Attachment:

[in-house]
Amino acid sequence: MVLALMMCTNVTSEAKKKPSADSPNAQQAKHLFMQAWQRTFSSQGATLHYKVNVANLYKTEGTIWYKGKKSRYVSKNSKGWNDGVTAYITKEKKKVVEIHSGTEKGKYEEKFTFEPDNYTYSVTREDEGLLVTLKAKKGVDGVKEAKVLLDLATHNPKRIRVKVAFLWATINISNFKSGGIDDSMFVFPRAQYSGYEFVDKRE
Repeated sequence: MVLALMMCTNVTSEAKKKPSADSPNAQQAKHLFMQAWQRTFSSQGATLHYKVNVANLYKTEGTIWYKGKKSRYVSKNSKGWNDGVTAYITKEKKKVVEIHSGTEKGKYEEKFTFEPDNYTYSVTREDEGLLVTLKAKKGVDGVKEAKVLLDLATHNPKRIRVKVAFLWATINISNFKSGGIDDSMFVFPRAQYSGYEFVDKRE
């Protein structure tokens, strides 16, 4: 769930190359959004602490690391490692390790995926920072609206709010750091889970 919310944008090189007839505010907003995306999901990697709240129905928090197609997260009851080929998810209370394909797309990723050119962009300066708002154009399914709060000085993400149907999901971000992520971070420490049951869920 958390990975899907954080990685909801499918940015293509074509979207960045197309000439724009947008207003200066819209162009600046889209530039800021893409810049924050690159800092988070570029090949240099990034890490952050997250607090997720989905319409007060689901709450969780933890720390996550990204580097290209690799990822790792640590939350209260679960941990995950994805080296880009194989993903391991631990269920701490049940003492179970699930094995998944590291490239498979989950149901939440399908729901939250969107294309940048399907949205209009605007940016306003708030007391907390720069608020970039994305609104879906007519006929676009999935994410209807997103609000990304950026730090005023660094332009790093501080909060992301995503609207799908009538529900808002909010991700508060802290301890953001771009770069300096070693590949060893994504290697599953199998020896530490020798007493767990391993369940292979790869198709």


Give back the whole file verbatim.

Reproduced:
[in-house]
Amino acid sequence: MVLALMMCTNVTSEAKKKPSADSPNAQQAKHLFMQAWQRTFSSQGATLHYKVNVANLYKTEGTIWYKGKKSRYVSKNSKGWNDGVTAYITKEKKKVVEIHSGTEKGKYEEKFTFEPDNYTYSVTREDEGLLVTLKAKKGVDGVKEAKVLLDLATHNPKRIRVKVAFLWATINISNFKSGGIDDSMFVFPRAQYSGYEFVDKRE
Repeated sequence: MVLALMMCTNVTSEAKKKPSADSPNAQQAKHLFMQAWQRTFSSQGATLHYKVNVANLYKTEGTIWYKGKKSRYVSKNSKGWNDGVTAYITKEKKKVVEIHSGTEKGKYEEKFTFEPDNYTYSVTREDEGLLVTLKAKKGVDGVKEAKVLLDLATHNPKRIRVKVAFLWATINISNFKSGGIDDSMFVFPRAQYSGYEFVDKRE
């Protein structure tokens, strides 16, 4: 769930190359959004602490690391490692390790995926920072609206709010750091889970 919310944008090189007839505010907003995306999901990697709240129905928090197609997260009851080929998810209370394909797309990723050119962009300066708002154009399914709060000085993400149907999901971000992520971070420490049951869920 958390990975899907954080990685909801499918940015293509074509979207960045197309000439724009947008207003200066819209162009600046889209530039800021893409810049924050690159800092988070570029090949240099990034890490952050997250607090997720989905319409007060689901709450969780933890720390996550990204580097290209690799990822790792640590939350209260679960941990995950994805080296880009194989993903391991631990269920701490049940003492179970699930094995998944590291490239498979989950149901939440399908729901939250969107294309940048399907949205209009605007940016306003708030007391907390720069608020970039994305609104879906007519006929676009999935994410209807997103609000990304950026730090005023660094332009790093501080909060992301995503609207799908009538529900808002909010991700508060802290301890953001771009770069300096070693590949060893994504290697599953199998020896530490020798007493767990391993369940292979790869198709």